Congratulations to RCC doctoral program member Martin Meiske, who received the prize for the best poster at the 2015 ESEH conference in Versailles. In his poster he presented his dissertation project on “The Birth of Geoengineering: Large-scale Engineering Projects in the Early Stage of the Anthropocene (1850–1950)”—here, he tells us more about his inspiration and path to the RCC.
In his book Im Raume Lesen wir die Zeit (In Space We Read the Time), the German historian Karl Schlögel encourages historians, who for a long time were said to be experts of time, towards a closer observation of space: Hinab vom Hochsitz der Lektüre! (Down from the Raised Blind of Reading!), come out of the archives and libraries and start working with your eyes, learn to read topographical structures, mental maps, and places of events. Here at the Rachel Carson Center, through daily interdisciplinary exchange with fieldworkers in geography and social anthropology, I found myself trying to trace back the role of these moments of spatial observation and imagination in the formation of my research interests that finally led to my PhD topic “The Birth of Engineering. Large-Scale Engineering Projects in the Early Stage of the Anthropocene (1850–1950).”
My travels in China and Argentina have been pertinent to my study. After a five-day trip on a rusty steamer on the Yangtze and a bus tour along the river I reached one of the most tremendous and controversial large-scale engineering projects of the last decades: the Three Gorges Dam. Despite the early morning fog, the scale of how far humans are altering the planet became increasingly visible to me. This was my personal “Welcome to the Anthropocene” moment.
Two years later I made a 19-hour bus journey from Buenos Aires to Iguazú, in the north of Argentina. The region of Misiones had just been hit by a flood, and a viewing platform had been dragged into the depths of the waterfalls; the wild waters were colored brown by the sediments they carried with them. When entering the Americas for the first time, traveling through sparsely populated regions, as a European I experienced new dimensions of the powerful and sublime natural world, and ideas of space and time began to shift.
San Telmo, an old quarter in the Argentinian capital, was hit by a heavy yellow fever epidemic in 1871. I lived there during four months of research, finally bringing together my multiple trains of thought. Here, in the former “mosquito empire” as John R. McNeill might have called it, I derived the framework of what later became my PhD project with the aim of exploring and reconstructing the “birth” of geoengineering. From a historical perspective, megascale engineering projects, such as the excavation of the Alps for railway tunnels, the construction of sea canals like that of the Panama Canal, and huge dam constructions, were flagship ventures of humankind’s attempts to change the appearance of earth. Since the 1850s, these projects increased in number and magnitude and challenged existing balances of nature and culture and its perceptions. I understand the history of geoengineering as being wider than the history of climate engineering: the history of the alteration of the upper lithosphere is connected to reflections and narratives of controlling nature, a hope for cheaper energy, and failed investments and deadly catastrophes that laid the foundation for critical debate surrounding climate geoengineering today.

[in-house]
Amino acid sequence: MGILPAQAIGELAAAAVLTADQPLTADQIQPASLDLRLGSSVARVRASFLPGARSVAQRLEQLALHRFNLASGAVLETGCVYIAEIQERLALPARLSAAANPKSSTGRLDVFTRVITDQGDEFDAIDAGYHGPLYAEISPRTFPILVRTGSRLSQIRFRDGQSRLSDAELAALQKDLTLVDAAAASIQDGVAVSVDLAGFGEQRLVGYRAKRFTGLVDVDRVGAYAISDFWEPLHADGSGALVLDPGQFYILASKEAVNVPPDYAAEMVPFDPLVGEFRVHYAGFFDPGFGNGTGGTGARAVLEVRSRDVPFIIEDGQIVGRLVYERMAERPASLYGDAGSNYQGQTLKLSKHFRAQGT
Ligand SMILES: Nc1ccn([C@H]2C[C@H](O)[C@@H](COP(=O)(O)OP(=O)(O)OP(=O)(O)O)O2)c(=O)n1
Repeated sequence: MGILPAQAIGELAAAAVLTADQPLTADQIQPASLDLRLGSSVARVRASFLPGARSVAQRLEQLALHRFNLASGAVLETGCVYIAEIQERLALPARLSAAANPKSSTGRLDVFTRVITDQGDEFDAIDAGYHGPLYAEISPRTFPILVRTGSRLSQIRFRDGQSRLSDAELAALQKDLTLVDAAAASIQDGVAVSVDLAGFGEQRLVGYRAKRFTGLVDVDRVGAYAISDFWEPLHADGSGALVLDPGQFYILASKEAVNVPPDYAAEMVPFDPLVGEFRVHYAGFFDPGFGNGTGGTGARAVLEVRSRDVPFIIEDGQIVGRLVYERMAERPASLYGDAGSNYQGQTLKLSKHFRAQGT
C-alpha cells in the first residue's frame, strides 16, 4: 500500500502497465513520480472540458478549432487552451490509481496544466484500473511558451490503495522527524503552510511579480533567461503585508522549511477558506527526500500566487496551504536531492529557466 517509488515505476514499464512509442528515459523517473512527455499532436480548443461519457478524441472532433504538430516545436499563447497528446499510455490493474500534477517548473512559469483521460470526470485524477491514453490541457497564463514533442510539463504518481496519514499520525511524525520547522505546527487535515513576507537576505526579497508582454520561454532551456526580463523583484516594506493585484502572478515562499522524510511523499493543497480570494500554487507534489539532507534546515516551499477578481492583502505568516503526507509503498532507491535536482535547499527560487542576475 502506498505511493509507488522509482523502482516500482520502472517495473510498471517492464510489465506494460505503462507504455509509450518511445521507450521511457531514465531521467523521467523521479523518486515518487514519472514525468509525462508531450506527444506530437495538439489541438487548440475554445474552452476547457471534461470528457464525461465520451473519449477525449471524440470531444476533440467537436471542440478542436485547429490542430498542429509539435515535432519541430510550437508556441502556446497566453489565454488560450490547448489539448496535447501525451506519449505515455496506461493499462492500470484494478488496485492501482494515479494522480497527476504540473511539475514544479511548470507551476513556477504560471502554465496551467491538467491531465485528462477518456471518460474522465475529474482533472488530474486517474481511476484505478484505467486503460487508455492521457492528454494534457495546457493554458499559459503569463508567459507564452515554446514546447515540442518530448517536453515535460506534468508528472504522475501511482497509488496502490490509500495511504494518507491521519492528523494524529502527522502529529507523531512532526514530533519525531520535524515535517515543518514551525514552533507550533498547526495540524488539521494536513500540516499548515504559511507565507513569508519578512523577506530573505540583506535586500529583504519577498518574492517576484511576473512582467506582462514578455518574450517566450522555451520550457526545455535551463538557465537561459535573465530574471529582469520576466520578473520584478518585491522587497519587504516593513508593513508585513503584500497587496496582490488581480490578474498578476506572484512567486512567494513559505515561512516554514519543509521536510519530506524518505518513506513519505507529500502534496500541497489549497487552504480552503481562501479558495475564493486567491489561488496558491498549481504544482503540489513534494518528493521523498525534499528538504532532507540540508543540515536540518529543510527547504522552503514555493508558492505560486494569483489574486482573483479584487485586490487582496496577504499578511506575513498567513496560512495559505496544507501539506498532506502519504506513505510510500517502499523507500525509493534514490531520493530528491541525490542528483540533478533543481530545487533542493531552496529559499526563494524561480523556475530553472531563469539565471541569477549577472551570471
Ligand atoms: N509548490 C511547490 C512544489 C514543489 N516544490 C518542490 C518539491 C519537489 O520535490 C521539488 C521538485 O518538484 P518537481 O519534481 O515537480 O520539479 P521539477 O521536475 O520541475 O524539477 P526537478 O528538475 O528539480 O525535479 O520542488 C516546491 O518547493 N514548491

A set of approaches from environmental history and the history of science and technology will serve as a lens to uncover different histories of geoengineering. I intend to apply them through six case studies formed by three transatlantic pairs, parallel in time:
Three fields of research trigger my interest the most: firstly, What were the socioeconomic preconditions for realizing these megaprojects? The circulation of knowledge facilitated by the international institutionalization of geosciences and engineering, the circulation of money enhanced by the genesis of global financial markets and international investments, and the circulation of goods and labor with the help of new transportation technologies stand out at for me.
Another question relates to impacts: How far were construction sites centers of innovation for new technologies, and hygiene/epidemic management? One could also tell the stories of “improvised cities” for the workers as centers of social tension, cheap labor, and epidemics. Furthermore, in which cases did they stimulate economic growth, and where have they turned out to be non-profitable? The removal of risks was often followed by new ones—old ecosystems were destroyed, and at the same time new ecosystems were constructed.
Sea canals also play an important role in the introduction of new species (bioinvasion) and the displacement of old ones, as “Lessepsian Migration” shows in the case of the Suez Canal. Geoengineering projects have served as an imperial tool, introduced in the name of “modernity” and to connect world regions and facilitate the exchange of people and goods. Lastly, then I think that, hand-in-hand with these material impacts, a shift in the perception and construction of “nature” and “technology” occurs. One aim of mine is to reconstruct opposing perceptual frameworks such as the conquest of nature and adversaries of technology, as well as to harmonize narratives of geoengineering.
I am aware that this is a very global approach, and several challenges—from spreading diversified case studies across interdisciplinary chapters to vital discussions about geoengineering and the Anthropocene—wait for me. But my first months at the RCC and the Deutsches Museum have already been very fruitful for my work, and thanks to engaged doctoral colleagues, supervisors, fellows, and staff I am very much looking forward to the time to come.
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